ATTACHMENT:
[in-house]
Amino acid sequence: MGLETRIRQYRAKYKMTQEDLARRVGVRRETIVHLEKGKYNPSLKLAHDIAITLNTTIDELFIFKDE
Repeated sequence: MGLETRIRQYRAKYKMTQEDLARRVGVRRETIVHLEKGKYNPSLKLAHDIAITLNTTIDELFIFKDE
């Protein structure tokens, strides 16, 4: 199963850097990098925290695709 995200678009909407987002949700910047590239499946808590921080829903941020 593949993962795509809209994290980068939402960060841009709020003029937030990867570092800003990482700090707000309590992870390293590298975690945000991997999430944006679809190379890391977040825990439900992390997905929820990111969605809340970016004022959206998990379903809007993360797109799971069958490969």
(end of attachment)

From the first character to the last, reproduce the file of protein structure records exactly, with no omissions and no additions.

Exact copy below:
[in-house]
Amino acid sequence: MGLETRIRQYRAKYKMTQEDLARRVGVRRETIVHLEKGKYNPSLKLAHDIAITLNTTIDELFIFKDE
Repeated sequence: MGLETRIRQYRAKYKMTQEDLARRVGVRRETIVHLEKGKYNPSLKLAHDIAITLNTTIDELFIFKDE
């Protein structure tokens, strides 16, 4: 199963850097990098925290695709 995200678009909407987002949700910047590239499946808590921080829903941020 593949993962795509809209994290980068939402960060841009709020003029937030990867570092800003990482700090707000309590992870390293590298975690945000991997999430944006679809190379890391977040825990439900992390997905929820990111969605809340970016004022959206998990379903809007993360797109799971069958490969």